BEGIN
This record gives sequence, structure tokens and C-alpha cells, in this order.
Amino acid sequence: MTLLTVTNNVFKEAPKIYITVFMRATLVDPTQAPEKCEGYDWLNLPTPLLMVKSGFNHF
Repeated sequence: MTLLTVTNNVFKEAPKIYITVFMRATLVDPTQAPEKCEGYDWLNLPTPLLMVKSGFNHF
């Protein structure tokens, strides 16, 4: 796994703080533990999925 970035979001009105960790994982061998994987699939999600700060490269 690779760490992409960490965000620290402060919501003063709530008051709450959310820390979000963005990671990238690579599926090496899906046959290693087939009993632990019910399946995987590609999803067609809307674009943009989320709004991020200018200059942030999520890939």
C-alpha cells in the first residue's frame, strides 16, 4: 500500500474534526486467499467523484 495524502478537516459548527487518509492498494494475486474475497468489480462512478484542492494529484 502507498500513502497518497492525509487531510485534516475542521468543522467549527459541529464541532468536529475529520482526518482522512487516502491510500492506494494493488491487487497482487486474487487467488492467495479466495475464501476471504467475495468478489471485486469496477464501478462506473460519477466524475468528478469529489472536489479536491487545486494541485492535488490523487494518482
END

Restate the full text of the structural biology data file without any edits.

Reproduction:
This record gives sequence, structure tokens and C-alpha cells, in this order.
Amino acid sequence: MTLLTVTNNVFKEAPKIYITVFMRATLVDPTQAPEKCEGYDWLNLPTPLLMVKSGFNHF
Repeated sequence: MTLLTVTNNVFKEAPKIYITVFMRATLVDPTQAPEKCEGYDWLNLPTPLLMVKSGFNHF
């Protein structure tokens, strides 16, 4: 796994703080533990999925 970035979001009105960790994982061998994987699939999600700060490269 690779760490992409960490965000620290402060919501003063709530008051709450959310820390979000963005990671990238690579599926090496899906046959290693087939009993632990019910399946995987590609999803067609809307674009943009989320709004991020200018200059942030999520890939």
C-alpha cells in the first residue's frame, strides 16, 4: 500500500474534526486467499467523484 495524502478537516459548527487518509492498494494475486474475497468489480462512478484542492494529484 502507498500513502497518497492525509487531510485534516475542521468543522467549527459541529464541532468536529475529520482526518482522512487516502491510500492506494494493488491487487497482487486474487487467488492467495479466495475464501476471504467475495468478489471485486469496477464501478462506473460519477466524475468528478469529489472536489479536491487545486494541485492535488490523487494518482